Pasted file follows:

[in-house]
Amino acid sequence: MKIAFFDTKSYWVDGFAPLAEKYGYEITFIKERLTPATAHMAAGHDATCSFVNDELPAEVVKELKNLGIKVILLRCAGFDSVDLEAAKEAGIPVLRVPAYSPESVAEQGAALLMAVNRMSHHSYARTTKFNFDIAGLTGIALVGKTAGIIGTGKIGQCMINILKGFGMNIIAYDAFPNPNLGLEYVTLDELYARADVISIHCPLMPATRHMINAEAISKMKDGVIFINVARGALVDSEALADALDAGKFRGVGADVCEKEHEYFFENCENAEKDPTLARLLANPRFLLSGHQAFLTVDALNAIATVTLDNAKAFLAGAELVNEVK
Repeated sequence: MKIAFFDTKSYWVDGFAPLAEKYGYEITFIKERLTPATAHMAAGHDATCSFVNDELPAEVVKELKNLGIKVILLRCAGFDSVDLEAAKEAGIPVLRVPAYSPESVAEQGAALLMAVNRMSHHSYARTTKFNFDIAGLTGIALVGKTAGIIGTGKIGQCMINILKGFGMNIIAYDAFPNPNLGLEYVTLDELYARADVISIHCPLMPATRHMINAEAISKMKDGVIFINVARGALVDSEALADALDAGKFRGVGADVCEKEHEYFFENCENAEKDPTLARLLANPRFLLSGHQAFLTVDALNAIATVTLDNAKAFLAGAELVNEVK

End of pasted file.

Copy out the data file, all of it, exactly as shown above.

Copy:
[in-house]
Amino acid sequence: MKIAFFDTKSYWVDGFAPLAEKYGYEITFIKERLTPATAHMAAGHDATCSFVNDELPAEVVKELKNLGIKVILLRCAGFDSVDLEAAKEAGIPVLRVPAYSPESVAEQGAALLMAVNRMSHHSYARTTKFNFDIAGLTGIALVGKTAGIIGTGKIGQCMINILKGFGMNIIAYDAFPNPNLGLEYVTLDELYARADVISIHCPLMPATRHMINAEAISKMKDGVIFINVARGALVDSEALADALDAGKFRGVGADVCEKEHEYFFENCENAEKDPTLARLLANPRFLLSGHQAFLTVDALNAIATVTLDNAKAFLAGAELVNEVK
Repeated sequence: MKIAFFDTKSYWVDGFAPLAEKYGYEITFIKERLTPATAHMAAGHDATCSFVNDELPAEVVKELKNLGIKVILLRCAGFDSVDLEAAKEAGIPVLRVPAYSPESVAEQGAALLMAVNRMSHHSYARTTKFNFDIAGLTGIALVGKTAGIIGTGKIGQCMINILKGFGMNIIAYDAFPNPNLGLEYVTLDELYARADVISIHCPLMPATRHMINAEAISKMKDGVIFINVARGALVDSEALADALDAGKFRGVGADVCEKEHEYFFENCENAEKDPTLARLLANPRFLLSGHQAFLTVDALNAIATVTLDNAKAFLAGAELVNEVK